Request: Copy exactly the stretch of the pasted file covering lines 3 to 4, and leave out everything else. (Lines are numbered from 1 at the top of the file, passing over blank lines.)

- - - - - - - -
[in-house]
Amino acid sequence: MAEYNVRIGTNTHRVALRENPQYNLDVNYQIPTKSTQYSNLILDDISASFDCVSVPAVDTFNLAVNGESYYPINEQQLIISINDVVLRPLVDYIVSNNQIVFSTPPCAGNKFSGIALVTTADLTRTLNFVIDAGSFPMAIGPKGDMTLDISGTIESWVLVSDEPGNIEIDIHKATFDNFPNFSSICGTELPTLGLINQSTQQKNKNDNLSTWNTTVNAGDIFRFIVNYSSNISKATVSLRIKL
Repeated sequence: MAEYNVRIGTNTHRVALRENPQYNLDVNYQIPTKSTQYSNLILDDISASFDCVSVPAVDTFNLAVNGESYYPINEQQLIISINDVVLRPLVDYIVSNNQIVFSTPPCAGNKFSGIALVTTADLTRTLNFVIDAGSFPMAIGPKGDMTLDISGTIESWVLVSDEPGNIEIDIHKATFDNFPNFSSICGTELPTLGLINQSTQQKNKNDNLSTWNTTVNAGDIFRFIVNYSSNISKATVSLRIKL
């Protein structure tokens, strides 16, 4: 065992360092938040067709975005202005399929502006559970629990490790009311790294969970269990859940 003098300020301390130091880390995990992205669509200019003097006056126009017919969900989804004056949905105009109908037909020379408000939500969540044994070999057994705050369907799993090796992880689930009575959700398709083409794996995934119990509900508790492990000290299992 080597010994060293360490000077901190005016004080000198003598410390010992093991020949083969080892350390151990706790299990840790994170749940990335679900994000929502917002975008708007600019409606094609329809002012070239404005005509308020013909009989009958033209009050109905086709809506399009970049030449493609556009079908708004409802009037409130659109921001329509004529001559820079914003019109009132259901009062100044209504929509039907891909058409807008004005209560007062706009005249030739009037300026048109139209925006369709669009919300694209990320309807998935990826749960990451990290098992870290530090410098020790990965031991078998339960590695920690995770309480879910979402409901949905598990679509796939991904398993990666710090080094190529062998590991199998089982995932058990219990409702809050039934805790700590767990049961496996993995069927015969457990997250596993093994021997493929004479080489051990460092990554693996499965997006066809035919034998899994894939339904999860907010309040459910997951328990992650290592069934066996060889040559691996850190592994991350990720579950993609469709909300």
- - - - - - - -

Repeated sequence: MAEYNVRIGTNTHRVALRENPQYNLDVNYQIPTKSTQYSNLILDDISASFDCVSVPAVDTFNLAVNGESYYPINEQQLIISINDVVLRPLVDYIVSNNQIVFSTPPCAGNKFSGIALVTTADLTRTLNFVIDAGSFPMAIGPKGDMTLDISGTIESWVLVSDEPGNIEIDIHKATFDNFPNFSSICGTELPTLGLINQSTQQKNKNDNLSTWNTTVNAGDIFRFIVNYSSNISKATVSLRIKL
């Protein structure tokens, strides 16, 4: 065992360092938040067709975005202005399929502006559970629990490790009311790294969970269990859940 003098300020301390130091880390995990992205669509200019003097006056126009017919969900989804004056949905105009109908037909020379408000939500969540044994070999057994705050369907799993090796992880689930009575959700398709083409794996995934119990509900508790492990000290299992 080597010994060293360490000077901190005016004080000198003598410390010992093991020949083969080892350390151990706790299990840790994170749940990335679900994000929502917002975008708007600019409606094609329809002012070239404005005509308020013909009989009958033209009050109905086709809506399009970049030449493609556009079908708004409802009037409130659109921001329509004529001559820079914003019109009132259901009062100044209504929509039907891909058409807008004005209560007062706009005249030739009037300026048109139209925006369709669009919300694209990320309807998935990826749960990451990290098992870290530090410098020790990965031991078998339960590695920690995770309480879910979402409901949905598990679509796939991904398993990666710090080094190529062998590991199998089982995932058990219990409702809050039934805790700590767990049961496996993995069927015969457990997250596993093994021997493929004479080489051990460092990554693996499965997006066809035919034998899994894939339904999860907010309040459910997951328990992650290592069934066996060889040559691996850190592994991350990720579950993609469709909300």